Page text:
Pre-IPO Anxiety

It is 2:30 pm on Wednesday March 26th. In a couple hours I’ll be huddling with some of my TriNet Board members to get results from the just completed roadshow. This will include reviewing the order book reflecting demand from institutional investors to buy TriNet shares at tomorrow morning’s scheduled Initial Public Offering.

Throughout today I’ve been getting emails and text messages from family and friends congratulating me on the IPO. I appreciate their thoughts but most are not aware that at this very moment I am on edge with anxiety, haunted by memories of having been at this stage once before.

You see TriNet’s first IPO filing was way back on March 2, 2000 – the absolute peak of the dot com era. At that point we were a $30 million revenue company that was bleeding cash. But since this was at the height of the bubble, and we had an entire customer base of dot com companies, ours was an IPO story with lots of sizzle.

A long SEC clearance process delayed our roadshow until October 2000. By then, investor appetite for all things dot com completely evaporated.

We nonetheless went through the grueling IPO roadshow and then got to this very point of pricing the deal to find there simply was not enough orders to IPO at a price that would make sense for the company.  So we aborted the IPO, remained private and amidst rapidly declining sales then proceeded through a painful rebuilding process that lasted two agonizing years.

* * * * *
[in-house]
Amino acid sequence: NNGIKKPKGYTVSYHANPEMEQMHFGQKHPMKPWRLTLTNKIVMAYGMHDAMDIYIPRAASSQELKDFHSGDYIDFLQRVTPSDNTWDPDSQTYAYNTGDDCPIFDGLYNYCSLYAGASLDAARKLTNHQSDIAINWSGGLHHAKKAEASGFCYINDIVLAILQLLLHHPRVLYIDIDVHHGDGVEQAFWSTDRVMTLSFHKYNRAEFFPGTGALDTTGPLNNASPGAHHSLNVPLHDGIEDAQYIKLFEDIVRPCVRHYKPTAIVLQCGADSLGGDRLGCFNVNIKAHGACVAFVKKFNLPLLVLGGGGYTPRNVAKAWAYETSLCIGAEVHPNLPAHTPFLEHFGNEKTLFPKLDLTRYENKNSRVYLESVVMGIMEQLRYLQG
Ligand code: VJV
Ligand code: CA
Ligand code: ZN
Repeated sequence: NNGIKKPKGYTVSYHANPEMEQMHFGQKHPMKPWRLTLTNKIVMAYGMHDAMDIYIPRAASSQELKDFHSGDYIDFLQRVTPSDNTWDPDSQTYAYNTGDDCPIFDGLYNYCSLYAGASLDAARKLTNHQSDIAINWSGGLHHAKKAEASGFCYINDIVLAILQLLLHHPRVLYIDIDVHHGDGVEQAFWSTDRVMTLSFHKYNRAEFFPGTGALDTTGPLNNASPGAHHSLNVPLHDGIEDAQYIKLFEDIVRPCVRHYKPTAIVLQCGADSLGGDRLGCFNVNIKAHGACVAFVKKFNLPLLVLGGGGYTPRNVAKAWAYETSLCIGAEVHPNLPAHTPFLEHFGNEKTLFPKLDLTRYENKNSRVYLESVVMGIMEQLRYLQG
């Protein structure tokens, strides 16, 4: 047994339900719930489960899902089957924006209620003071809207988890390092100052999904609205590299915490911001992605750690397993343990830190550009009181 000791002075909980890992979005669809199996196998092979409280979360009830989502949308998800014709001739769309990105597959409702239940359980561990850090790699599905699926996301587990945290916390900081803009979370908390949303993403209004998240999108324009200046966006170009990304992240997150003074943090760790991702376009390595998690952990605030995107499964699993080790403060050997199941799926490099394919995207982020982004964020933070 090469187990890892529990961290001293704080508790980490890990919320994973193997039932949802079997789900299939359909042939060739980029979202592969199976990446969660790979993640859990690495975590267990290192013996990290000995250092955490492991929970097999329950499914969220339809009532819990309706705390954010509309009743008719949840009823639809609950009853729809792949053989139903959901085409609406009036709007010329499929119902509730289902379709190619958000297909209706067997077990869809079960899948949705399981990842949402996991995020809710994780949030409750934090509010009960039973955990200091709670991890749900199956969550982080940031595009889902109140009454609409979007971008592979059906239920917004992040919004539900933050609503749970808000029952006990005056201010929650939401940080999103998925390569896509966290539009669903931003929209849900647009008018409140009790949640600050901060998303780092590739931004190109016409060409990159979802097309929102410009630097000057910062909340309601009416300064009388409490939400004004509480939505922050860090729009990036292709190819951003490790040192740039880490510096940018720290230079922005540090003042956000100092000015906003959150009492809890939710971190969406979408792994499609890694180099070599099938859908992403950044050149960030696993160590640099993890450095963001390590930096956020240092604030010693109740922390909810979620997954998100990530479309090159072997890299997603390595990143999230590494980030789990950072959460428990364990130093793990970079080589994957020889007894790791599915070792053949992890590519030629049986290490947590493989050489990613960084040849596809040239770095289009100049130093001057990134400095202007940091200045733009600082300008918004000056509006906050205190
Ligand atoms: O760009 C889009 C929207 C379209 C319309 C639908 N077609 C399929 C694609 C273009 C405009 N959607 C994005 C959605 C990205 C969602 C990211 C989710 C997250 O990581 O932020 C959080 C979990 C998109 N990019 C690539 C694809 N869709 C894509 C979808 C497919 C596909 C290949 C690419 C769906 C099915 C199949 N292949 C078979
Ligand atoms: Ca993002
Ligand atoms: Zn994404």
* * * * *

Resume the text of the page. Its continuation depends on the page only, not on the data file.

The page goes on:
The TriNet of 2014 is a very different picture from where we were in that dot com boom and bust period. But that vivid memory of my prior pricing day is so imbedded in my mind that throughout our current IPO effort I’ve mentally taken the outlook of “it ain’t over till it’s priced.”

The moment of reckoning is fast approaching. I’ve not responded to the slew of inbound congratulatory messages and probably won’t do so till after our first day of trading. Presuming that is, that we do trade.

Call me overly cautious, conservative or whatever. But I can’t bring myself to celebration mode until we get through this meeting and confirm that there is a big enough base of investors ready to put their dollars into the company. When that happens, it will be a validation of the market’s belief in our prospects for growth.

Let’s get on with it!